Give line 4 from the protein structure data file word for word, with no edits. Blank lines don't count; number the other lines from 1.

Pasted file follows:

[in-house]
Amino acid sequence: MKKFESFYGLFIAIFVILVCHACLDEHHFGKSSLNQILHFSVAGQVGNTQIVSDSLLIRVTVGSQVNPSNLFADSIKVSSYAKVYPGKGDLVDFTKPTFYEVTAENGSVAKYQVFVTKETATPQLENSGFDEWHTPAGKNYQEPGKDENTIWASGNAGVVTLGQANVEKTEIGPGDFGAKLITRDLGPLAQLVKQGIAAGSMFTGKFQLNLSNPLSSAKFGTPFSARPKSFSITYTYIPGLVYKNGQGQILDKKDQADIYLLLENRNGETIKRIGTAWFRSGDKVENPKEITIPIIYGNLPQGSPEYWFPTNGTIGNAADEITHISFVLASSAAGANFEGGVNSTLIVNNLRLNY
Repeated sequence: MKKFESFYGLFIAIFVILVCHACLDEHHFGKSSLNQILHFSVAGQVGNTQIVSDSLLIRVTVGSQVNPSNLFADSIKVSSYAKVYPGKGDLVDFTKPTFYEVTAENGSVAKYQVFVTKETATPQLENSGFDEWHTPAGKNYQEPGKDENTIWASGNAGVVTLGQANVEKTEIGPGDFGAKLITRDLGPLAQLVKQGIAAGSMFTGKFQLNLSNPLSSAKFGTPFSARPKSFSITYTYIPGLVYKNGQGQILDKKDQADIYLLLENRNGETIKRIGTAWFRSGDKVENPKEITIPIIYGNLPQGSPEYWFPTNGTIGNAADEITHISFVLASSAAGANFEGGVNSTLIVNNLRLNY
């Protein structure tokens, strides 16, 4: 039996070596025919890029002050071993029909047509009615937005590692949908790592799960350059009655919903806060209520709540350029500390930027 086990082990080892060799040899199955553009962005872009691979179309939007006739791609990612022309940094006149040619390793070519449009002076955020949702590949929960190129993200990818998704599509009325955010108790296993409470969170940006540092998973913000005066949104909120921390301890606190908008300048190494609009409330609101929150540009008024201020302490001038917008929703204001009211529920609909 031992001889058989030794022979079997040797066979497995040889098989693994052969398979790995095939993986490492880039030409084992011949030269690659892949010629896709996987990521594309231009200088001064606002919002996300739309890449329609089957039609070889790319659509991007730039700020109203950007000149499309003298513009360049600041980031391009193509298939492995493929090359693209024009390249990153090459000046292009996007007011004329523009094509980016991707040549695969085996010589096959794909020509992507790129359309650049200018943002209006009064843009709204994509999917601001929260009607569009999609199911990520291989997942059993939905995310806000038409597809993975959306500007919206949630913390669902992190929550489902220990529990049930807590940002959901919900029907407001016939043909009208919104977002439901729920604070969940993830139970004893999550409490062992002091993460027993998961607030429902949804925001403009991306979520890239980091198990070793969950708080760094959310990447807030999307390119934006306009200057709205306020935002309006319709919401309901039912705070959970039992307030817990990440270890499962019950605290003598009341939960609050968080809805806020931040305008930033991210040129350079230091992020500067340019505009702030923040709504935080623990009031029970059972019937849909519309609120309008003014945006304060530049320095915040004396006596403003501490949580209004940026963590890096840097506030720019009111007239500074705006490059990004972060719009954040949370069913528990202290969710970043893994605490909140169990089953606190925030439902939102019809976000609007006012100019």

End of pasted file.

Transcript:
């Protein structure tokens, strides 16, 4: 039996070596025919890029002050071993029909047509009615937005590692949908790592799960350059009655919903806060209520709540350029500390930027 086990082990080892060799040899199955553009962005872009691979179309939007006739791609990612022309940094006149040619390793070519449009002076955020949702590949929960190129993200990818998704599509009325955010108790296993409470969170940006540092998973913000005066949104909120921390301890606190908008300048190494609009409330609101929150540009008024201020302490001038917008929703204001009211529920609909 031992001889058989030794022979079997040797066979497995040889098989693994052969398979790995095939993986490492880039030409084992011949030269690659892949010629896709996987990521594309231009200088001064606002919002996300739309890449329609089957039609070889790319659509991007730039700020109203950007000149499309003298513009360049600041980031391009193509298939492995493929090359693209024009390249990153090459000046292009996007007011004329523009094509980016991707040549695969085996010589096959794909020509992507790129359309650049200018943002209006009064843009709204994509999917601001929260009607569009999609199911990520291989997942059993939905995310806000038409597809993975959306500007919206949630913390669902992190929550489902220990529990049930807590940002959901919900029907407001016939043909009208919104977002439901729920604070969940993830139970004893999550409490062992002091993460027993998961607030429902949804925001403009991306979520890239980091198990070793969950708080760094959310990447807030999307390119934006306009200057709205306020935002309006319709919401309901039912705070959970039992307030817990990440270890499962019950605290003598009341939960609050968080809805806020931040305008930033991210040129350079230091992020500067340019505009702030923040709504935080623990009031029970059972019937849909519309609120309008003014945006304060530049320095915040004396006596403003501490949580209004940026963590890096840097506030720019009111007239500074705006490059990004972060719009954040949370069913528990202290969710970043893994605490909140169990089953606190925030439902939102019809976000609007006012100019």